Technology entrepreneur Elon Musk has given his backing to Democratic presidential candidate Andrew Yang and reaffirmed his support of universal basic income – a key policy of Yang’s.

Yang, founder of nonprofit Venture for America, has positioned himself as a candidate who wants to focus on tackling the potential job losses caused by artificial intelligence (AI). He plans to do so with a universal basic income (UBI) model, which he has rebranded as a “freedom dividend”.

This would see all US citizens between the ages of 18 and 65 receive a monthly payment of $1,000, regardless of their level of income or employment status.

Musk’s support came after Yang tweeted on Saturday that he didn’t expect people to agree with him on everything and that he would be “open to different approaches – particularly if the data drives in a particular direction”.

The Tesla and SpaceX CEO replied to a retweet of Yang’s comments “I support Yang”. Musk then joked that Yang “would be our first openly goth president. I think this is very important”, a nod to Yang’s school days.

When American commentator Dan Carlin asked Musk for his thoughts on UBI, Musk replied “obviously needed”.

Musk has been vocal about his support for UBI in the past, calling it “necessary”, but had not publically supported a Democrat nominee candidate until now.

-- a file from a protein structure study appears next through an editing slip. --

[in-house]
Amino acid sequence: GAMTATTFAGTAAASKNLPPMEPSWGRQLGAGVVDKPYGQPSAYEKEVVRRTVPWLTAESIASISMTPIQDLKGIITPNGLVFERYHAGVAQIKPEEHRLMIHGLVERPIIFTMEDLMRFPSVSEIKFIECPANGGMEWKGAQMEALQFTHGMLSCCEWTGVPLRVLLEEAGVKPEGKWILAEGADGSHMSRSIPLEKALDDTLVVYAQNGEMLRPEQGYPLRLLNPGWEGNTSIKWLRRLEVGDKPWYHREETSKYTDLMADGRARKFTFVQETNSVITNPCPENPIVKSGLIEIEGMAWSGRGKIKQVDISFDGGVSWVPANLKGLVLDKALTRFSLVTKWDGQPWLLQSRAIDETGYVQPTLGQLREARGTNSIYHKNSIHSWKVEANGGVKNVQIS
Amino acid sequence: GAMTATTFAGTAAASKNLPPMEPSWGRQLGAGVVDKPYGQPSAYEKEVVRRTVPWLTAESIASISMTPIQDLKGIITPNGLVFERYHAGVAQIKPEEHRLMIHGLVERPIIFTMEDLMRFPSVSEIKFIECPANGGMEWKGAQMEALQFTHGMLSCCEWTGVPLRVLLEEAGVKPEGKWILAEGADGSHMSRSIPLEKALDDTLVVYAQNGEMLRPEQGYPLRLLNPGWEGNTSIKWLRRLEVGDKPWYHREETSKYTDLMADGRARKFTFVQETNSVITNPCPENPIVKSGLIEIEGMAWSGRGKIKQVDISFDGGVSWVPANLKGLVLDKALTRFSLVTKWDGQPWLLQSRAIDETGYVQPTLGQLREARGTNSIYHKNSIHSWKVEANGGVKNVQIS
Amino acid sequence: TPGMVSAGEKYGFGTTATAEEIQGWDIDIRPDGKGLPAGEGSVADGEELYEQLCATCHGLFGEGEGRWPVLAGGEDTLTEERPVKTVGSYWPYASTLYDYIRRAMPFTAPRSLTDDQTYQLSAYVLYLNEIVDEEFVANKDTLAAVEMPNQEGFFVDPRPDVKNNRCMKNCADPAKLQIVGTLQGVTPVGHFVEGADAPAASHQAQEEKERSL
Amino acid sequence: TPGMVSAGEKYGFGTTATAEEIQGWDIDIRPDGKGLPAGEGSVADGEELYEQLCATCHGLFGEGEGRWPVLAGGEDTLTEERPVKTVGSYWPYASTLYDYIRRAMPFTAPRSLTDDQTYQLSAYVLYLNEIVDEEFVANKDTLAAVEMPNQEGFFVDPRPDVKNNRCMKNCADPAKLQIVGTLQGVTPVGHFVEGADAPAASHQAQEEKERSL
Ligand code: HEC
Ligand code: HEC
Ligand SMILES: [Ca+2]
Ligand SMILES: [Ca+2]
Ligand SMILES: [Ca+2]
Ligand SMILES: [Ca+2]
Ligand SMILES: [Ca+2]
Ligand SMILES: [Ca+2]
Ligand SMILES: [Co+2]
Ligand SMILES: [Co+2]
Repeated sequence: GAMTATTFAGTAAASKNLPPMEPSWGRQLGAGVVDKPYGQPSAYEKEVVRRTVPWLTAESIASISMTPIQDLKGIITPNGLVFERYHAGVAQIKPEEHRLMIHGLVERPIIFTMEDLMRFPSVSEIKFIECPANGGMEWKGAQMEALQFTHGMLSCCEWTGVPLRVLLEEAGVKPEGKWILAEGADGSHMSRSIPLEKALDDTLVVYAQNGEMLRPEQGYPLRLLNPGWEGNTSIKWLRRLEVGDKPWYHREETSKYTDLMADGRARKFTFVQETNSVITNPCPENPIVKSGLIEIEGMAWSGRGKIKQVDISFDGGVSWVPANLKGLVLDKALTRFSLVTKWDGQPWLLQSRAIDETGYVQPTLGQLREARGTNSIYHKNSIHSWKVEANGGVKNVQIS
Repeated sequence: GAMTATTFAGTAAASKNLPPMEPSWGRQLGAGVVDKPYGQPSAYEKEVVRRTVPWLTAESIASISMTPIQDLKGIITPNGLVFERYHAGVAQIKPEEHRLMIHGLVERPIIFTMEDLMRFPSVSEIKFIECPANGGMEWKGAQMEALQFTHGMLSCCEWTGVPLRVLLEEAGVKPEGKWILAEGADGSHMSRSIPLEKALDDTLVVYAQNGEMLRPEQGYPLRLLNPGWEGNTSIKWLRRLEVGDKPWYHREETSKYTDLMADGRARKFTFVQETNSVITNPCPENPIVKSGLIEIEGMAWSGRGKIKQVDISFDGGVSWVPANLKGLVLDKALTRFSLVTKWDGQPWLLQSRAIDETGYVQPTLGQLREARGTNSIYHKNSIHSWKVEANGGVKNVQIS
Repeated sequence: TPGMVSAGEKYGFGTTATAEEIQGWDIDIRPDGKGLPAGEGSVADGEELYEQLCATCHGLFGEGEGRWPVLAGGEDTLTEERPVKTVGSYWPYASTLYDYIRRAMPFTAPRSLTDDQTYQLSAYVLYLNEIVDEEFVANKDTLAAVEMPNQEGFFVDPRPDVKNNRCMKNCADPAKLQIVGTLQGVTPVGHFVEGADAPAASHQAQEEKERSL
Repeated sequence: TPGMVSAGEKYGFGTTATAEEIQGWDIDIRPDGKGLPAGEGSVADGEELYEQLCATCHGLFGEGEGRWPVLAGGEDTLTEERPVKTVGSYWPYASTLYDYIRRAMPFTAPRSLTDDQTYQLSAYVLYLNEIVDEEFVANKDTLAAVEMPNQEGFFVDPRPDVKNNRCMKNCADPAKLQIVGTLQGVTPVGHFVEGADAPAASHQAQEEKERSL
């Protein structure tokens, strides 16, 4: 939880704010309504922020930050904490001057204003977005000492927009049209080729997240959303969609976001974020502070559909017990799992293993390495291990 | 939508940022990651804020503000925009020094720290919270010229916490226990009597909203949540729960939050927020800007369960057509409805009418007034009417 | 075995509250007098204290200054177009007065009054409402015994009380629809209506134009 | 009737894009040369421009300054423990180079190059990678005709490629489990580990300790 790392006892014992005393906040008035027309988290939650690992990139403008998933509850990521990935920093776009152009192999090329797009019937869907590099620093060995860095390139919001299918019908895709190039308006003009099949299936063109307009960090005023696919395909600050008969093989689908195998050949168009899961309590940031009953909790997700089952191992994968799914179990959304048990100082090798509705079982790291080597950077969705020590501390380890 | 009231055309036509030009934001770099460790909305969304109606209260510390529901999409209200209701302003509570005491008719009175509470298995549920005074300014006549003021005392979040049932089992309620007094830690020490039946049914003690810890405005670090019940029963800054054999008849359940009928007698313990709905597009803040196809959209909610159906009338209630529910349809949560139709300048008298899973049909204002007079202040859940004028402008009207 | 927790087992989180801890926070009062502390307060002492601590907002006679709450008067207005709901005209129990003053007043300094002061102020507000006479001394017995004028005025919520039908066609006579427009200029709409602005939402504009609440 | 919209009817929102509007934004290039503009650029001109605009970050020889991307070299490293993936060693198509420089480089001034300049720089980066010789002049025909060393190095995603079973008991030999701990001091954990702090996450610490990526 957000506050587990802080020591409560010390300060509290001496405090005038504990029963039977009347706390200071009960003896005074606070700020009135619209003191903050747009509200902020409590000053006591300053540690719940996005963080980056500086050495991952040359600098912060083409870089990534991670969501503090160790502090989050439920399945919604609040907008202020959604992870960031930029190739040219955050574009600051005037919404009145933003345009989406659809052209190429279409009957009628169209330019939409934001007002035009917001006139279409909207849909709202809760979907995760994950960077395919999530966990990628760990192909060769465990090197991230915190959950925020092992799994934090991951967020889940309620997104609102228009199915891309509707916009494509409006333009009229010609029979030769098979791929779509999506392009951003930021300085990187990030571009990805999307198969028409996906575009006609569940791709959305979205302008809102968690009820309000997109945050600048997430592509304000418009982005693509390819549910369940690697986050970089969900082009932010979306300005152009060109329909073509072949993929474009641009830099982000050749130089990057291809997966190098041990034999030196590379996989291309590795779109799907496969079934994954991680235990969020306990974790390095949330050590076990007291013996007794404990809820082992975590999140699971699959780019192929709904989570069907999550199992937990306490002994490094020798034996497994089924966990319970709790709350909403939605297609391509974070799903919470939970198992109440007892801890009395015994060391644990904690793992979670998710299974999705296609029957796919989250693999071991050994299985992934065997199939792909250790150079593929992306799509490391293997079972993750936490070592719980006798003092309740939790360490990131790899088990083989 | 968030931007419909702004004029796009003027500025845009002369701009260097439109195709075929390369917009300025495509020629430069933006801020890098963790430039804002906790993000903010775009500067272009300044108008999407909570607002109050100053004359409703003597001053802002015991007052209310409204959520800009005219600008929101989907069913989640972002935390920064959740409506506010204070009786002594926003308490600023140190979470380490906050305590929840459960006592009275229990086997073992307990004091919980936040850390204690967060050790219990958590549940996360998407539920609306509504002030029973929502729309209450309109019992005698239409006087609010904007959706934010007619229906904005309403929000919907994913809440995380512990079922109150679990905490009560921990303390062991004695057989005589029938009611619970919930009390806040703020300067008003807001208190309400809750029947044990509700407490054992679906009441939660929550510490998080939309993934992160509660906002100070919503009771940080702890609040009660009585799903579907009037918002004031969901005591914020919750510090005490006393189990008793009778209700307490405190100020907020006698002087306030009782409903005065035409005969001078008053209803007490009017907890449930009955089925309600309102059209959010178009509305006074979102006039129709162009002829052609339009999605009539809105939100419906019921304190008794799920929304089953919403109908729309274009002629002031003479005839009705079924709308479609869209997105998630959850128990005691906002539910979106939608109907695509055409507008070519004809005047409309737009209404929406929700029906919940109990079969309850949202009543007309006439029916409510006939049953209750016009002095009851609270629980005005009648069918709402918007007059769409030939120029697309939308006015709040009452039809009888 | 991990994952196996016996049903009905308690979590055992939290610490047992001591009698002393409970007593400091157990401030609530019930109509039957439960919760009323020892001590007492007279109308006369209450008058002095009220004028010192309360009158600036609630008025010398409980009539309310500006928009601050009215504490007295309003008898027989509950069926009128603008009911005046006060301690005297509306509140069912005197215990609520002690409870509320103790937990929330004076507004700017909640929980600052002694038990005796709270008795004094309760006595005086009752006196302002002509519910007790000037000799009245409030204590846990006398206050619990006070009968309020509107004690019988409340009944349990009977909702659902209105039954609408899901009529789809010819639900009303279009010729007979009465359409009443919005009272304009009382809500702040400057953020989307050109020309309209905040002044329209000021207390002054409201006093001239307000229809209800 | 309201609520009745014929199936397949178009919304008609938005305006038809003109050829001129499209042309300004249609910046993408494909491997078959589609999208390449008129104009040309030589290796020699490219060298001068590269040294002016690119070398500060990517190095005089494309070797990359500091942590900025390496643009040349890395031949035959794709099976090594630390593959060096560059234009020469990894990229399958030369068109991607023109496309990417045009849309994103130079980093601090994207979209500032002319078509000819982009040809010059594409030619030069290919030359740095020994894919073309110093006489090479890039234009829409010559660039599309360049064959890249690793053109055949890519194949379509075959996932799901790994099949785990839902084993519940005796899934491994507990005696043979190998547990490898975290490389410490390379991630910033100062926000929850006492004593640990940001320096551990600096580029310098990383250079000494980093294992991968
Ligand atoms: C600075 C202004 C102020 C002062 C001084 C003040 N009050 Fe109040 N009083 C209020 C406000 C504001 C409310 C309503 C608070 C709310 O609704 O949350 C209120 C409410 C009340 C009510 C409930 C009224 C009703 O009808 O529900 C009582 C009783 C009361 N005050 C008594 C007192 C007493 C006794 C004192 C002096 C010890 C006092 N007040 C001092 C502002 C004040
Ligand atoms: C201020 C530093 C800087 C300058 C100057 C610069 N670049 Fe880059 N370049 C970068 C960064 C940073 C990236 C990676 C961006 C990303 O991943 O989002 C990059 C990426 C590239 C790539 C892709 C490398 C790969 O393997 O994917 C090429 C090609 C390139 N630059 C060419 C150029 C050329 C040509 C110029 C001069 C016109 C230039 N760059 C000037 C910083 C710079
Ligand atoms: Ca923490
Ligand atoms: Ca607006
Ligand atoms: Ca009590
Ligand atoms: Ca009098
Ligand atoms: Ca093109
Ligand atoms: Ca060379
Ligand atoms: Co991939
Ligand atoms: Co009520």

Yang has often said that his “friends in Silicon Valley” support UBI. He has not named specific people, but Yang’s supporters will see Musk’s comment lending significant weight to this statement.

Musk & Yang support UBI – does Silicon Valley?

However, recent data released by anonymous workplace chat app Blind (which Tesla has blocked its employees from using) suggests Silicon Valley does not share Yang’s view.

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According to the June survey, just 43% of Silicon Valley tech employees fear that AI will be a threat to employment.

Of those who believe AI will be a threat to employment, just 46% see UBI as a possible solution to job losses caused by AI. And even those who believe AI is a threat to jobs, 54% don’t support UBI.

Overall, just 34% of Silicon Valley tech employees support UBI.

Critics of UBI have often warned that the model would be too expensive. The New York Times estimates it could cost the US $3.9tr per year, which is roughly half a trillion dollars short of the entire federal budget.

Yang has said that UBI would be funded via a value-added tax and by the boost UBI would provide to the economy. Yang previously told Verdict that “universal basic income is totally achievable in the US”.

“A value-added tax would generate hundreds of billions in revenue and harvest the gains from automation. We already spend hundreds of billions on income support. The economy would grow because people have more money to spend and the government would save money on direct costs like healthcare and incarceration.”

The 2020 Democratic party presidential nominee will be decided mid-2020.


Read more: Andrew Yang 2020? US presidential hopeful tells Verdict how he will save humans from automation